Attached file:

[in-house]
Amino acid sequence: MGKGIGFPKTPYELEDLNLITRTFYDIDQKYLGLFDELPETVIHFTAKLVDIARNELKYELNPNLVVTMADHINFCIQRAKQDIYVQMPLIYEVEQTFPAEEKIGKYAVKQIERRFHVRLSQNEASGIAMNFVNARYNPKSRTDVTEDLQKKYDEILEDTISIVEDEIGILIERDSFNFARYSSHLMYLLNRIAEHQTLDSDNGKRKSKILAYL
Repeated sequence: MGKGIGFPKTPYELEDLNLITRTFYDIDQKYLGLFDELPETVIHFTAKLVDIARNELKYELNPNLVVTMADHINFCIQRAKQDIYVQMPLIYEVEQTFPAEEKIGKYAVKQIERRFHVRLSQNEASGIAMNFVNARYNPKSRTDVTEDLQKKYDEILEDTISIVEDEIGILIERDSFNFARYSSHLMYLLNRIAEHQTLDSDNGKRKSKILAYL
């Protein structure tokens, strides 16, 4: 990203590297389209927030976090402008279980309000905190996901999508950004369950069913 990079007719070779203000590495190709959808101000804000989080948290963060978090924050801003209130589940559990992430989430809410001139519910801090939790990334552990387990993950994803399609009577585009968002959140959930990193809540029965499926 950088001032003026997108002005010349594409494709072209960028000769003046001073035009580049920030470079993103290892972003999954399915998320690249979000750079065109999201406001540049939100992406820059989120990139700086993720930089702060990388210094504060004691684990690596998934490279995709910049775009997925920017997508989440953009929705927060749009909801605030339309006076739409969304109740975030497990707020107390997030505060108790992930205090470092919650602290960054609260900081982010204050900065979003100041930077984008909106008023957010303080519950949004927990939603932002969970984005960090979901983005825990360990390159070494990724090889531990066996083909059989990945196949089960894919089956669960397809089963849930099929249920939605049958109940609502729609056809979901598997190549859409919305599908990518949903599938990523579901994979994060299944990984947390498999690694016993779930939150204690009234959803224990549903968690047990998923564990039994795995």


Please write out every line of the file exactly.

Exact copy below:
[in-house]
Amino acid sequence: MGKGIGFPKTPYELEDLNLITRTFYDIDQKYLGLFDELPETVIHFTAKLVDIARNELKYELNPNLVVTMADHINFCIQRAKQDIYVQMPLIYEVEQTFPAEEKIGKYAVKQIERRFHVRLSQNEASGIAMNFVNARYNPKSRTDVTEDLQKKYDEILEDTISIVEDEIGILIERDSFNFARYSSHLMYLLNRIAEHQTLDSDNGKRKSKILAYL
Repeated sequence: MGKGIGFPKTPYELEDLNLITRTFYDIDQKYLGLFDELPETVIHFTAKLVDIARNELKYELNPNLVVTMADHINFCIQRAKQDIYVQMPLIYEVEQTFPAEEKIGKYAVKQIERRFHVRLSQNEASGIAMNFVNARYNPKSRTDVTEDLQKKYDEILEDTISIVEDEIGILIERDSFNFARYSSHLMYLLNRIAEHQTLDSDNGKRKSKILAYL
């Protein structure tokens, strides 16, 4: 990203590297389209927030976090402008279980309000905190996901999508950004369950069913 990079007719070779203000590495190709959808101000804000989080948290963060978090924050801003209130589940559990992430989430809410001139519910801090939790990334552990387990993950994803399609009577585009968002959140959930990193809540029965499926 950088001032003026997108002005010349594409494709072209960028000769003046001073035009580049920030470079993103290892972003999954399915998320690249979000750079065109999201406001540049939100992406820059989120990139700086993720930089702060990388210094504060004691684990690596998934490279995709910049775009997925920017997508989440953009929705927060749009909801605030339309006076739409969304109740975030497990707020107390997030505060108790992930205090470092919650602290960054609260900081982010204050900065979003100041930077984008909106008023957010303080519950949004927990939603932002969970984005960090979901983005825990360990390159070494990724090889531990066996083909059989990945196949089960894919089956669960397809089963849930099929249920939605049958109940609502729609056809979901598997190549859409919305599908990518949903599938990523579901994979994060299944990984947390498999690694016993779930939150204690009234959803224990549903968690047990998923564990039994795995």